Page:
This morning (early, dark, rainy) I looked online to check Brooks titles and saw – did I know this and forget? – that she was married to Pulitzer winner Tony Horwitz, who died “suddenly” (probable heart attack) at age 60. They had had a long, very happy marriage. I found and watched on my phone an interview with Horwitz about his book Spying on the South and then listened to another man talking about meeting Horwitz during the author’s research for what became Confederates in the Attic, and I vowed to read both books soon (though not before Horse). But what I really wanted to know was how Brooks was affected by her husband’s unexpected death and how she went on without him, so I kept searching until I found answers.


(Note I say ‘death’ rather than ‘passing’ and ‘died’ rather than ‘passed,’ because for me that’s part of facing what I see as reality, though I realize others see it differently.)


Brooks and Horwitz were married for 35 years. She told an interviewer, “We were so lucky until we weren’t,” and those words brought tears to my eyes. She spoke of how happy she always was when Tony came home from wherever he’d been and the “fun” could begin again. For a year following his death, her work on Horse interrupted by the tragic loss, she was unable to write, but she eventually returned to the project, believing that work, as Ruth Bader Ginsberg had advised someone else, would “see her through.” 

Brooks, who started riding only at age 59, now has a horse named Valentine. She has a dog. She has a son. And she has gratitude for the life she and Tony had together for all those years.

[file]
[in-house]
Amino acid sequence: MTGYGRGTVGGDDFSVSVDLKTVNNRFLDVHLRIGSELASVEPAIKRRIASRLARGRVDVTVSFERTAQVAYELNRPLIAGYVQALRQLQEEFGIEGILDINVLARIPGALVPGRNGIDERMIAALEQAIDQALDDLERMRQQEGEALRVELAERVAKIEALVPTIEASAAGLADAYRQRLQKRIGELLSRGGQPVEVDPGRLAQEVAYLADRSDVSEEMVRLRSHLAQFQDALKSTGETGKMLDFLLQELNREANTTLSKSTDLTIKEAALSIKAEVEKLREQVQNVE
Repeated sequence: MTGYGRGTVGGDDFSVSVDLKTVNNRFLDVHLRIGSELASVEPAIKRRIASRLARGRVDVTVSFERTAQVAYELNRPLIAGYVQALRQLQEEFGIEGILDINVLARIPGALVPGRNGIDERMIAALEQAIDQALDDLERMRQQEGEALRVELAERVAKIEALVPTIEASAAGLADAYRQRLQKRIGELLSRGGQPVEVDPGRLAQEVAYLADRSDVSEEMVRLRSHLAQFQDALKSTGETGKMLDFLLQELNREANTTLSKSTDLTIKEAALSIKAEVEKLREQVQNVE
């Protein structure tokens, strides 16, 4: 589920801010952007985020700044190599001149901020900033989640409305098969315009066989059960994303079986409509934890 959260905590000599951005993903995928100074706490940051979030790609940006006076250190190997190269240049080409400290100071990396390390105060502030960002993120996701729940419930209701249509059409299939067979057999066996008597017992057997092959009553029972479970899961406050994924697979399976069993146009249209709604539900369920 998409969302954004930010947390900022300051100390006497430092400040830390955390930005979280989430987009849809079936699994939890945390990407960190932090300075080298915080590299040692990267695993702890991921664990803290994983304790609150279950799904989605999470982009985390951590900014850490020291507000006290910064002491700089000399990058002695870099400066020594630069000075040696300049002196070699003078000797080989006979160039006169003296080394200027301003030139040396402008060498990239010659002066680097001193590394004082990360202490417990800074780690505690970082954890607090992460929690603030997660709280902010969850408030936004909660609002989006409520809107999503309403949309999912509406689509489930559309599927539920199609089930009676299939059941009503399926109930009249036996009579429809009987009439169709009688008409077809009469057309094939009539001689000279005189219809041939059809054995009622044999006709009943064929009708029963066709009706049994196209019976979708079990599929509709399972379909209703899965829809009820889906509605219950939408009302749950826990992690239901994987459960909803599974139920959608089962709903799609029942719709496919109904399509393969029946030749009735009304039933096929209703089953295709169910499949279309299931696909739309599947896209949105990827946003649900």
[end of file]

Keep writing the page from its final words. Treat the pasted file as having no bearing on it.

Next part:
I have written before on this blog that I not only feel gratitude for my life with the Artist but am grateful for it – yes, grateful for the gratitude, though that may sound strange – but take no credit for the feeling, because it is not an attitude I worked to achieve. Rather, it is a gift that my life with him has given me, on top of all the other gifts (including Sunny Juliet). And so, having lost my love but as a bookseller with a literary life, as the mother of a son (and stepmother to other lovely humans), with a dog companion, and loving (though not having) horses, I now feel a closeness to an Australian author I will probably never meet. Her writing life and work, like Yourcenar’s, along with gratitude and memories, help to light my way.



Dog stuff


Sunrise over Northport from New Bohemian Cafe

Waukazoo Street was quiet on the Tuesday after the Northport Dog Parade. The reason was not hard to find: New Bohemian Café was taking a well-deserved break. The crew was back at work on Wednesday, however, and I was a near-sunrise customer, treating myself to breakfast (and sharing with Sunny) before we went for our weekly early morning agility lesson. In the photos below, Sunny is just exploring and warming up before our teacher arrives. When the real lesson started, we worked too hard for photographs. 

Sunny is jumping the hurdles at 20 inches now and getting more comfortable with the teeter-totter (set lower for her than in this photo when she was only exploring it). We have even started the first exercises that will eventually lead to weaving, the hardest equipment for dogs to master, as it’s like nothing they would have to do in nature. Agility work, as I see it, is not an alternative to social skills but perhaps an adjunct, in that my dog and I have to work as a team, and she has to look to me for guidance. We need to work more directly on that social stuff, but we’ll get there. She is a good dog. And, as I sometimes tell her, “We’re stuck with each other.”